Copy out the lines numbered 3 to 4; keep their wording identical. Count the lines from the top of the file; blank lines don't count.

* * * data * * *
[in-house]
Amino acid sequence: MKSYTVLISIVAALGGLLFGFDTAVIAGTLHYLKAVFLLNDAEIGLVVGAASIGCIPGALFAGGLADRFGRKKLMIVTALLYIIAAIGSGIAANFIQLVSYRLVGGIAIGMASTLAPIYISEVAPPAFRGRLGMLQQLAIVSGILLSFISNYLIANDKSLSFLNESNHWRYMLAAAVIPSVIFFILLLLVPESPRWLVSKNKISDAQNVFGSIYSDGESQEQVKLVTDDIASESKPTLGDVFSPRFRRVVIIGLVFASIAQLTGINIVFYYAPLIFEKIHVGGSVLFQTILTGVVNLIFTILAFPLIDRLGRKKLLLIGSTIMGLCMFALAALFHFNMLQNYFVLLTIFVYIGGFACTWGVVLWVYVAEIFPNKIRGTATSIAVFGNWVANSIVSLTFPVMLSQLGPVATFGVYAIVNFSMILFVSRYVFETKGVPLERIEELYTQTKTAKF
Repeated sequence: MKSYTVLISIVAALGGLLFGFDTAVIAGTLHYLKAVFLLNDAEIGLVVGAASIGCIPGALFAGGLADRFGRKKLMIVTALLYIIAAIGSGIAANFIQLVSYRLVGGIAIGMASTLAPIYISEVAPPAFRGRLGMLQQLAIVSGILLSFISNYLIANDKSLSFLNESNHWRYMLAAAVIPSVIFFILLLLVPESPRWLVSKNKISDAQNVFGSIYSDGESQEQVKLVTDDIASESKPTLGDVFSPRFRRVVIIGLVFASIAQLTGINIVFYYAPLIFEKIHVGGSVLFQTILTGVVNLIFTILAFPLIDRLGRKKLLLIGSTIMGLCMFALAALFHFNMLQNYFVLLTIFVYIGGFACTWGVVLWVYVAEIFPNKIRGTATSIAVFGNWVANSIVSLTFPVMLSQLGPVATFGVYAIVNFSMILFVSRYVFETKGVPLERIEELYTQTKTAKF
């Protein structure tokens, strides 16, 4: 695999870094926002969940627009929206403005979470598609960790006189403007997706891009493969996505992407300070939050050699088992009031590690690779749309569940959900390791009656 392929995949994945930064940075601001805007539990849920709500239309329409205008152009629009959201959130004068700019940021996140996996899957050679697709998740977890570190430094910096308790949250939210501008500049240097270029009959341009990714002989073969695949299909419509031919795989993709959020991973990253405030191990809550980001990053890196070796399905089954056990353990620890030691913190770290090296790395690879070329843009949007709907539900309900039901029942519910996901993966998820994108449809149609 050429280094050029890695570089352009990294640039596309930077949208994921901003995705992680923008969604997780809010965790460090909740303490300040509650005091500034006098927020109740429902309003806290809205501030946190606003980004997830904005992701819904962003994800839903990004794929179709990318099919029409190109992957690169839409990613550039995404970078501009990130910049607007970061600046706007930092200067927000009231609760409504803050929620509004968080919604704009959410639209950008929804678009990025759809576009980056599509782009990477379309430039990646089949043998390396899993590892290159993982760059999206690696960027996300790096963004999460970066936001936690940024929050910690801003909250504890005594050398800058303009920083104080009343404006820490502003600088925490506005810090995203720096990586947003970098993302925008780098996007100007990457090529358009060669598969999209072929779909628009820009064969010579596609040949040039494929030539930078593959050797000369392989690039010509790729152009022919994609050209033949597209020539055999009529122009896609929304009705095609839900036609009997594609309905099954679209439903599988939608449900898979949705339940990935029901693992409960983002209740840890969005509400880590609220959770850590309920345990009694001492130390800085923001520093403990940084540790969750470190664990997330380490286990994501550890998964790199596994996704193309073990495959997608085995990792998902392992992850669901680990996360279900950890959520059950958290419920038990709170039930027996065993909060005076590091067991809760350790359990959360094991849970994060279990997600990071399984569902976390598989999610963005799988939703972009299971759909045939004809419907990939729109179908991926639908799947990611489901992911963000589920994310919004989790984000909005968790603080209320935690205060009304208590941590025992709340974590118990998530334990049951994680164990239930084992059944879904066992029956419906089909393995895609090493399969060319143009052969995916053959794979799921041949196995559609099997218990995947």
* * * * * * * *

Repeated sequence: MKSYTVLISIVAALGGLLFGFDTAVIAGTLHYLKAVFLLNDAEIGLVVGAASIGCIPGALFAGGLADRFGRKKLMIVTALLYIIAAIGSGIAANFIQLVSYRLVGGIAIGMASTLAPIYISEVAPPAFRGRLGMLQQLAIVSGILLSFISNYLIANDKSLSFLNESNHWRYMLAAAVIPSVIFFILLLLVPESPRWLVSKNKISDAQNVFGSIYSDGESQEQVKLVTDDIASESKPTLGDVFSPRFRRVVIIGLVFASIAQLTGINIVFYYAPLIFEKIHVGGSVLFQTILTGVVNLIFTILAFPLIDRLGRKKLLLIGSTIMGLCMFALAALFHFNMLQNYFVLLTIFVYIGGFACTWGVVLWVYVAEIFPNKIRGTATSIAVFGNWVANSIVSLTFPVMLSQLGPVATFGVYAIVNFSMILFVSRYVFETKGVPLERIEELYTQTKTAKF
């Protein structure tokens, strides 16, 4: 695999870094926002969940627009929206403005979470598609960790006189403007997706891009493969996505992407300070939050050699088992009031590690690779749309569940959900390791009656 392929995949994945930064940075601001805007539990849920709500239309329409205008152009629009959201959130004068700019940021996140996996899957050679697709998740977890570190430094910096308790949250939210501008500049240097270029009959341009990714002989073969695949299909419509031919795989993709959020991973990253405030191990809550980001990053890196070796399905089954056990353990620890030691913190770290090296790395690879070329843009949007709907539900309900039901029942519910996901993966998820994108449809149609 050429280094050029890695570089352009990294640039596309930077949208994921901003995705992680923008969604997780809010965790460090909740303490300040509650005091500034006098927020109740429902309003806290809205501030946190606003980004997830904005992701819904962003994800839903990004794929179709990318099919029409190109992957690169839409990613550039995404970078501009990130910049607007970061600046706007930092200067927000009231609760409504803050929620509004968080919604704009959410639209950008929804678009990025759809576009980056599509782009990477379309430039990646089949043998390396899993590892290159993982760059999206690696960027996300790096963004999460970066936001936690940024929050910690801003909250504890005594050398800058303009920083104080009343404006820490502003600088925490506005810090995203720096990586947003970098993302925008780098996007100007990457090529358009060669598969999209072929779909628009820009064969010579596609040949040039494929030539930078593959050797000369392989690039010509790729152009022919994609050209033949597209020539055999009529122009896609929304009705095609839900036609009997594609309905099954679209439903599988939608449900898979949705339940990935029901693992409960983002209740840890969005509400880590609220959770850590309920345990009694001492130390800085923001520093403990940084540790969750470190664990997330380490286990994501550890998964790199596994996704193309073990495959997608085995990792998902392992992850669901680990996360279900950890959520059950958290419920038990709170039930027996065993909060005076590091067991809760350790359990959360094991849970994060279990997600990071399984569902976390598989999610963005799988939703972009299971759909045939004809419907990939729109179908991926639908799947990611489901992911963000589920994310919004989790984000909005968790603080209320935690205060009304208590941590025992709340974590118990998530334990049951994680164990239930084992059944879904066992029956419906089909393995895609090493399969060319143009052969995916053959794979799921041949196995559609099997218990995947």